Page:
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October 17, 2017  |  Login
Buying Fish: The Issues Surrounding Farm-Based and Wild Fish
By Yvonne Jeffery, Liz Barclay & Michael Grosvenor
 

Buying fish brings with it a whole range of ethical issues. The world's fish stocks are dwindling, which means that fishermen have to go farther afield into deeper waters to bring home their catch. Fishing in deeper waters means greater use of dragnets that catch endangered species as well as fish for the stores. Fish are taken from the sea younger, further depleting stocks because fewer breeding fish are in the sea. Only 3 percent of the world's fish stocks are underexploited. At the same time, demand for fish is growing, doubling in the last 30 years alone.

One answer to the decrease in fish stocks has been to farm fish such as salmon. Intensive farming methods have resulted in the same sorts of problems faced in livestock farming, however. The use of chemicals, antibiotics, and disinfectants to protect the farmed fish from disease has led to worries about toxins and cancer-causing chemicals in the fish you eat, and there are concerns about escaping fish carrying contamination into wild fish stocks. All this comes at a time when nutritionists advise eating more cold-water fish species for the benefits of the heart-protecting omega-3 oils that they contain.

Various national and international quotas are in place that set the amount of fish that each country can take from the various fishing grounds. These restrictions have done a lot to conserve fish stocks, but some fishermen cross into non-quota-controlled waters in order to meet demand, and many conservationists are concerned that current quotas aren't low enough.

When you go shopping for fish, you need to think about:

  • Whether the fish you're buying is from sustainable stock: Sustainable stock means that the fish are replacing themselves at the same rate as they're being fished. Cod, for example, used to live up to 40 years and grow up to 6 feet long, but now the stocks are so depleted that most of the fish caught are less than 2 years old and haven't bred replacement fish. People usually are advised not to buy cod in order to allow stocks to build up again.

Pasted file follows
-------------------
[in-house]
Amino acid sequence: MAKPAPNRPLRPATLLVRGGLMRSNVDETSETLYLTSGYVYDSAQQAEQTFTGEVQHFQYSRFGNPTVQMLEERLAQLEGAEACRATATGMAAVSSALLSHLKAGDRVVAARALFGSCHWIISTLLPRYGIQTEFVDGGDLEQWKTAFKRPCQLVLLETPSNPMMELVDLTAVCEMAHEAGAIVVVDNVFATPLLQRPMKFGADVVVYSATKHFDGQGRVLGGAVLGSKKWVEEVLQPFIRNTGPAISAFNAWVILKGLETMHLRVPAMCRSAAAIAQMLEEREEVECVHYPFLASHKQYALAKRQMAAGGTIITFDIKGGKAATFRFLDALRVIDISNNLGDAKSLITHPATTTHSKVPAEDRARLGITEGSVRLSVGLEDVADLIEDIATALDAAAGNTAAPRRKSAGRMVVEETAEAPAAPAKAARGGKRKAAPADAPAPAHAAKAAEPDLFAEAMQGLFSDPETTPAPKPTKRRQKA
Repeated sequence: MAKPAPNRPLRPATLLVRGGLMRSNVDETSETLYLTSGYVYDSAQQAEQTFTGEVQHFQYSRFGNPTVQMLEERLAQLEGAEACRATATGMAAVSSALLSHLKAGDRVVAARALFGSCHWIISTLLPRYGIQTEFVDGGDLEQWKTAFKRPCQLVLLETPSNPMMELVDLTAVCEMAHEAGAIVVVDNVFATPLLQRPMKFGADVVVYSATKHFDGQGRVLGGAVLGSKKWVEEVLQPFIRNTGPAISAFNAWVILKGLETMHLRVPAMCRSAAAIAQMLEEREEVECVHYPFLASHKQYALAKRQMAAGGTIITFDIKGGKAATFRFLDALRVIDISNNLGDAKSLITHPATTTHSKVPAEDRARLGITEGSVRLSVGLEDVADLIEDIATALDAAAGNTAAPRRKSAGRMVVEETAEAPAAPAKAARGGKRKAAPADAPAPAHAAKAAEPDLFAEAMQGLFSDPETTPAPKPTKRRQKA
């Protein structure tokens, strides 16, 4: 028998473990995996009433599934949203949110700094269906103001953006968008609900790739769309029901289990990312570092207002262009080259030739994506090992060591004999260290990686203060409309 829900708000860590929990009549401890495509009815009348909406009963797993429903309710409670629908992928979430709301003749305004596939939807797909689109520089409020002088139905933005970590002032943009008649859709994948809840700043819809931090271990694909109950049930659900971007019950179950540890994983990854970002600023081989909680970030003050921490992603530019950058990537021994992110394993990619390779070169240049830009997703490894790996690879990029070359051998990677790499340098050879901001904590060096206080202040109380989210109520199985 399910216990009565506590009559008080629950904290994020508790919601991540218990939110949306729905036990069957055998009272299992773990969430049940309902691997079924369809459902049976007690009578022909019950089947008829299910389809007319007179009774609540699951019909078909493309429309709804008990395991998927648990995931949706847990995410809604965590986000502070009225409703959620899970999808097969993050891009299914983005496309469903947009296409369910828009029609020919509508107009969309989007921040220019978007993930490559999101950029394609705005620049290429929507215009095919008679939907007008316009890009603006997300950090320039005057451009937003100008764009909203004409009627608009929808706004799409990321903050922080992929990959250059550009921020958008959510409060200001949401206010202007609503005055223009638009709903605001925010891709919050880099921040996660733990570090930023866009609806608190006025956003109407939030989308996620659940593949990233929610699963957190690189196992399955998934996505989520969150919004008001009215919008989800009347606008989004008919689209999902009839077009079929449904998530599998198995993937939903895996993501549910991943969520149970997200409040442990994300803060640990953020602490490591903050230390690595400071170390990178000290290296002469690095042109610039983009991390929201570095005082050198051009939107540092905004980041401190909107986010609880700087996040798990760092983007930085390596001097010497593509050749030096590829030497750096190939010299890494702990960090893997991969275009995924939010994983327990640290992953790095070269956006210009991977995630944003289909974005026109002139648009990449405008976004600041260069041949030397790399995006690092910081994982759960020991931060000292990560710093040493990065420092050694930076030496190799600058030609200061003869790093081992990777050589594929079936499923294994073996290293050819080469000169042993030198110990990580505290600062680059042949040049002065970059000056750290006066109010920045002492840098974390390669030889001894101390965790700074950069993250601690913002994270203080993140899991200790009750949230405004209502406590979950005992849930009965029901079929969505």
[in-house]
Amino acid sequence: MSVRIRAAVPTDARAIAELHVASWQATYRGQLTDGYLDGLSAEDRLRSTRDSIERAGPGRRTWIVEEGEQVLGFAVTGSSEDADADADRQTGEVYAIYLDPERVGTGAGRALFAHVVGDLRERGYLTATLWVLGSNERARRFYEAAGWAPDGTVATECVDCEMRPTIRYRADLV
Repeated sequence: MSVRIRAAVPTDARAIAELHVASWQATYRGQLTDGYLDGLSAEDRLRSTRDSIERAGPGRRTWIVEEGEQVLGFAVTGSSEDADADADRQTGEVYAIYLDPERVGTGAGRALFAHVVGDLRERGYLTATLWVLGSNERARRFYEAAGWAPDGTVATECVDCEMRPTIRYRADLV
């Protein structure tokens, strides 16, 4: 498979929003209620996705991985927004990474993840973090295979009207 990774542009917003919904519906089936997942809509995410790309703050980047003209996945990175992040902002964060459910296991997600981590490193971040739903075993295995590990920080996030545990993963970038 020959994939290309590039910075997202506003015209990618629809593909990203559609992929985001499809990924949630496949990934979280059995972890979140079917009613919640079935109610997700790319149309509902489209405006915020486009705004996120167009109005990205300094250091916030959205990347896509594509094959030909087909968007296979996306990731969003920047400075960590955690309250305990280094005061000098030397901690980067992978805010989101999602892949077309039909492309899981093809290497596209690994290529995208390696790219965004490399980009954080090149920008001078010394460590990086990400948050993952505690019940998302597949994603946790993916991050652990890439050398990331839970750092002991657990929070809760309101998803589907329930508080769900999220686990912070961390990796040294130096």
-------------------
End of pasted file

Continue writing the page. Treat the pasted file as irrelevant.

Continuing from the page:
• What the fish's body may contain: There's a major concern that many fish - including swordfish and Chilean sea bass - contain higher than healthy doses of substances such as mercury.

  • Whether the fish is farmed or wild: Buying wild fish may contribute to overfishing, but the fish may be a healthier option than farmed. If you choose to buy farmed varieties, opt for farms that use sustainable practices. Wild Alaskan salmon usually are considered healthy and sustainably caught.

  • How the fish was caught: Catching fish by line doesn't cause further damage to the marine environment, but net fishing can do a huge amount of environmental damage. For example, fishing for Yellowfin tuna with purse seine nets in the Eastern Tropical Pacific kills hundreds of thousands of dolphins. Fishing for shrimp and other bottom dwellers often is done using drag nets that destroy the ecosystem of the sea floor being fished.

Buy fish from a store where the staff members know how and where the fish were caught, where any farmed fish come from, and how they were farmed. Check out the fish facts from the Marine Conservation Society Web site at www.fishonline.org or from the Marine Stewardship Council Web site at www.msc.org. Also keep on top of changing information about species that are threatened or potentially contaminated: Check Seafood Watch at www.seafoodwatch.org for the latest news.

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